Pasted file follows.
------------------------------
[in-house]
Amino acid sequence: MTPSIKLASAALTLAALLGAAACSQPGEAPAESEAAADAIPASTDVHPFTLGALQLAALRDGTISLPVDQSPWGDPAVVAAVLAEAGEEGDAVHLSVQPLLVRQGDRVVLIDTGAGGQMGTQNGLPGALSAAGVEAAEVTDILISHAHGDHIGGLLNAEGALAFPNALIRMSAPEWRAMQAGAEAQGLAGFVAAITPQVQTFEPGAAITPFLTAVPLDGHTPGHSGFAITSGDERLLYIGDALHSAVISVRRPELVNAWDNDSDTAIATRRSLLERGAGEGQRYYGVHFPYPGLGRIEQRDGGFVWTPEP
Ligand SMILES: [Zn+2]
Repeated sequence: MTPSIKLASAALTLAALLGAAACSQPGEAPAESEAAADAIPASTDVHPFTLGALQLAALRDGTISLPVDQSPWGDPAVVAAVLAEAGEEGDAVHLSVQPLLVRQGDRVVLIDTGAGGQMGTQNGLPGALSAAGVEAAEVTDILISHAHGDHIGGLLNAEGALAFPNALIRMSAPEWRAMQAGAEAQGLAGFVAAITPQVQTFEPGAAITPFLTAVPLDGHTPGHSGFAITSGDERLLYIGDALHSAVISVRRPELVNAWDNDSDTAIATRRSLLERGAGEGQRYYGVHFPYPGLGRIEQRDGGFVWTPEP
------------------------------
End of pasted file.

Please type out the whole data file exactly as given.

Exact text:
[in-house]
Amino acid sequence: MTPSIKLASAALTLAALLGAAACSQPGEAPAESEAAADAIPASTDVHPFTLGALQLAALRDGTISLPVDQSPWGDPAVVAAVLAEAGEEGDAVHLSVQPLLVRQGDRVVLIDTGAGGQMGTQNGLPGALSAAGVEAAEVTDILISHAHGDHIGGLLNAEGALAFPNALIRMSAPEWRAMQAGAEAQGLAGFVAAITPQVQTFEPGAAITPFLTAVPLDGHTPGHSGFAITSGDERLLYIGDALHSAVISVRRPELVNAWDNDSDTAIATRRSLLERGAGEGQRYYGVHFPYPGLGRIEQRDGGFVWTPEP
Ligand SMILES: [Zn+2]
Repeated sequence: MTPSIKLASAALTLAALLGAAACSQPGEAPAESEAAADAIPASTDVHPFTLGALQLAALRDGTISLPVDQSPWGDPAVVAAVLAEAGEEGDAVHLSVQPLLVRQGDRVVLIDTGAGGQMGTQNGLPGALSAAGVEAAEVTDILISHAHGDHIGGLLNAEGALAFPNALIRMSAPEWRAMQAGAEAQGLAGFVAAITPQVQTFEPGAAITPFLTAVPLDGHTPGHSGFAITSGDERLLYIGDALHSAVISVRRPELVNAWDNDSDTAIATRRSLLERGAGEGQRYYGVHFPYPGLGRIEQRDGGFVWTPEP